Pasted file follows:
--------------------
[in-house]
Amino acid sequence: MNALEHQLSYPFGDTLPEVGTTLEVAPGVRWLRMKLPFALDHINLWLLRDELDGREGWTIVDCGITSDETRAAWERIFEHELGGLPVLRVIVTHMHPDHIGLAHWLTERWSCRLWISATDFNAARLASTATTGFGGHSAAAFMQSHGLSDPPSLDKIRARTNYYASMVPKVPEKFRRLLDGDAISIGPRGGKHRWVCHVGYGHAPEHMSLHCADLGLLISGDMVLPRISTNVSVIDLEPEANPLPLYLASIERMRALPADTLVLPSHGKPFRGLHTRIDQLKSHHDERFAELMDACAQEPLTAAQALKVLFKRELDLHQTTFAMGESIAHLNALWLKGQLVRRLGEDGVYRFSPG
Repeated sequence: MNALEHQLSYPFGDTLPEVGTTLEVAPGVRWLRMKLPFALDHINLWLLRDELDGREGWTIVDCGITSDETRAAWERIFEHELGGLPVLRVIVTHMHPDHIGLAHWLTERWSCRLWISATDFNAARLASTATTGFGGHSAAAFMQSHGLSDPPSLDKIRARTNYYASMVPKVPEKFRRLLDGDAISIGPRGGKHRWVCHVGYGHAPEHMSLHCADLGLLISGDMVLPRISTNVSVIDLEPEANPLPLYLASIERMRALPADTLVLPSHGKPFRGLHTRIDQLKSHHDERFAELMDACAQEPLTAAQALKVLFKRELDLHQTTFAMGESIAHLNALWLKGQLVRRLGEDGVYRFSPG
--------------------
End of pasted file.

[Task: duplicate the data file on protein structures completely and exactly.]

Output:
[in-house]
Amino acid sequence: MNALEHQLSYPFGDTLPEVGTTLEVAPGVRWLRMKLPFALDHINLWLLRDELDGREGWTIVDCGITSDETRAAWERIFEHELGGLPVLRVIVTHMHPDHIGLAHWLTERWSCRLWISATDFNAARLASTATTGFGGHSAAAFMQSHGLSDPPSLDKIRARTNYYASMVPKVPEKFRRLLDGDAISIGPRGGKHRWVCHVGYGHAPEHMSLHCADLGLLISGDMVLPRISTNVSVIDLEPEANPLPLYLASIERMRALPADTLVLPSHGKPFRGLHTRIDQLKSHHDERFAELMDACAQEPLTAAQALKVLFKRELDLHQTTFAMGESIAHLNALWLKGQLVRRLGEDGVYRFSPG
Repeated sequence: MNALEHQLSYPFGDTLPEVGTTLEVAPGVRWLRMKLPFALDHINLWLLRDELDGREGWTIVDCGITSDETRAAWERIFEHELGGLPVLRVIVTHMHPDHIGLAHWLTERWSCRLWISATDFNAARLASTATTGFGGHSAAAFMQSHGLSDPPSLDKIRARTNYYASMVPKVPEKFRRLLDGDAISIGPRGGKHRWVCHVGYGHAPEHMSLHCADLGLLISGDMVLPRISTNVSVIDLEPEANPLPLYLASIERMRALPADTLVLPSHGKPFRGLHTRIDQLKSHHDERFAELMDACAQEPLTAAQALKVLFKRELDLHQTTFAMGESIAHLNALWLKGQLVRRLGEDGVYRFSPG